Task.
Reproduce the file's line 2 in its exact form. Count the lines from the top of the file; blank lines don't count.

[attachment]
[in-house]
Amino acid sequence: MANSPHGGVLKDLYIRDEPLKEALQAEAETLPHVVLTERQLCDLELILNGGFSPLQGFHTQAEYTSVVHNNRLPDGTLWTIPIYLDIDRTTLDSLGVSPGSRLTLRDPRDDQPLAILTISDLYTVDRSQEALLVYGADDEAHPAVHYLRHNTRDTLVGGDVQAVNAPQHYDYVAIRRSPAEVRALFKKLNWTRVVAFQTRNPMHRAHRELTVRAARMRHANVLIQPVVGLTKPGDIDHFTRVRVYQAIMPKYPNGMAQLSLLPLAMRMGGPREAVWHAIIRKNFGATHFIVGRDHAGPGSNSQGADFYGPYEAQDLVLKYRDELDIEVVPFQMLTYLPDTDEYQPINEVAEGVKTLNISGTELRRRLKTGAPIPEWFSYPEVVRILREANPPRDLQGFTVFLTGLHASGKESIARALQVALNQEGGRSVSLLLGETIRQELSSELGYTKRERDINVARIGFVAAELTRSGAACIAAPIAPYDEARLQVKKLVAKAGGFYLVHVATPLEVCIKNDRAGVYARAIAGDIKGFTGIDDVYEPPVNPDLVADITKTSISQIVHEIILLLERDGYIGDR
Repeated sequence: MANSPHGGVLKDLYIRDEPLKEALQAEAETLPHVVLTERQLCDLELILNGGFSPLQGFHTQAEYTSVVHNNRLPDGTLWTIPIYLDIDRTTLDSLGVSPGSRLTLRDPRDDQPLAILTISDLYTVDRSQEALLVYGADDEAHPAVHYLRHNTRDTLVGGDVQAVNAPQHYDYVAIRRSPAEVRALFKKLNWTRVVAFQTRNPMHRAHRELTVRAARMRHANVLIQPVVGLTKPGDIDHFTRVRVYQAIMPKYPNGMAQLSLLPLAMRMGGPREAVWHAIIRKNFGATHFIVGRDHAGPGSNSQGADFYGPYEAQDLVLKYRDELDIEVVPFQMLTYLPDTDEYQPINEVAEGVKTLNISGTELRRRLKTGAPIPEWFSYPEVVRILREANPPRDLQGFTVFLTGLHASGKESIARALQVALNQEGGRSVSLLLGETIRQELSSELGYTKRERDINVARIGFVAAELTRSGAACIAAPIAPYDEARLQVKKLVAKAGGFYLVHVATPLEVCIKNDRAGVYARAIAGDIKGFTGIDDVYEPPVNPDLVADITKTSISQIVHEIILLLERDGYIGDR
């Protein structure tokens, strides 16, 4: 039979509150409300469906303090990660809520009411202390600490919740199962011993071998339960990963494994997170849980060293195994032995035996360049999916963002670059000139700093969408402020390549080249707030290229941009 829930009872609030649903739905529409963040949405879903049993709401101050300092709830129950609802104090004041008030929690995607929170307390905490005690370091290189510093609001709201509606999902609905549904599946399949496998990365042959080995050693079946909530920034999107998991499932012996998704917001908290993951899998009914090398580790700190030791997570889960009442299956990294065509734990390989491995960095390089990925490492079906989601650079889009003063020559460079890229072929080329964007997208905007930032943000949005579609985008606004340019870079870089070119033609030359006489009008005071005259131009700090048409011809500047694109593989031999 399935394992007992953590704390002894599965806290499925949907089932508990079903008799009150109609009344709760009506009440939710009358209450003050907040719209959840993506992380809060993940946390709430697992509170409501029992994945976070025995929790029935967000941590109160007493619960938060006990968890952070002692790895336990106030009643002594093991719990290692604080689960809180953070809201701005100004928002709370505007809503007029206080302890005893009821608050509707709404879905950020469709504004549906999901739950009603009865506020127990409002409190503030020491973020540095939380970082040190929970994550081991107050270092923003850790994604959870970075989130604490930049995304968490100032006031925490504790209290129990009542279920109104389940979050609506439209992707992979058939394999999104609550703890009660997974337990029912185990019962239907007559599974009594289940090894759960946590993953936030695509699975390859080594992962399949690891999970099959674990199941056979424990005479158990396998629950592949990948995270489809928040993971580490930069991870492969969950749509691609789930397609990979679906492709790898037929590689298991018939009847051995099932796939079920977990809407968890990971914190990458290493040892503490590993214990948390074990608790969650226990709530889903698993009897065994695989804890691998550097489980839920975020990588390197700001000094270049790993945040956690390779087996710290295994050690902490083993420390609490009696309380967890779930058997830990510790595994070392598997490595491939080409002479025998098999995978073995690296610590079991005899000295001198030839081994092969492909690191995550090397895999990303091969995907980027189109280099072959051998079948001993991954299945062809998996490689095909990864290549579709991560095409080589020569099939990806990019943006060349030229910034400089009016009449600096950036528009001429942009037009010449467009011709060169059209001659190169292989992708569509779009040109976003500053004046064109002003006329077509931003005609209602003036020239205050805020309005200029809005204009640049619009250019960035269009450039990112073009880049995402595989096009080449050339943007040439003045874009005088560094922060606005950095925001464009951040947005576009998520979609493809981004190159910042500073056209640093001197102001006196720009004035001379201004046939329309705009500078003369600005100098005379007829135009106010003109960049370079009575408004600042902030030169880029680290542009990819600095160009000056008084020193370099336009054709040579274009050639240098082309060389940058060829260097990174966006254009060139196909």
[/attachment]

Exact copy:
Amino acid sequence: MANSPHGGVLKDLYIRDEPLKEALQAEAETLPHVVLTERQLCDLELILNGGFSPLQGFHTQAEYTSVVHNNRLPDGTLWTIPIYLDIDRTTLDSLGVSPGSRLTLRDPRDDQPLAILTISDLYTVDRSQEALLVYGADDEAHPAVHYLRHNTRDTLVGGDVQAVNAPQHYDYVAIRRSPAEVRALFKKLNWTRVVAFQTRNPMHRAHRELTVRAARMRHANVLIQPVVGLTKPGDIDHFTRVRVYQAIMPKYPNGMAQLSLLPLAMRMGGPREAVWHAIIRKNFGATHFIVGRDHAGPGSNSQGADFYGPYEAQDLVLKYRDELDIEVVPFQMLTYLPDTDEYQPINEVAEGVKTLNISGTELRRRLKTGAPIPEWFSYPEVVRILREANPPRDLQGFTVFLTGLHASGKESIARALQVALNQEGGRSVSLLLGETIRQELSSELGYTKRERDINVARIGFVAAELTRSGAACIAAPIAPYDEARLQVKKLVAKAGGFYLVHVATPLEVCIKNDRAGVYARAIAGDIKGFTGIDDVYEPPVNPDLVADITKTSISQIVHEIILLLERDGYIGDR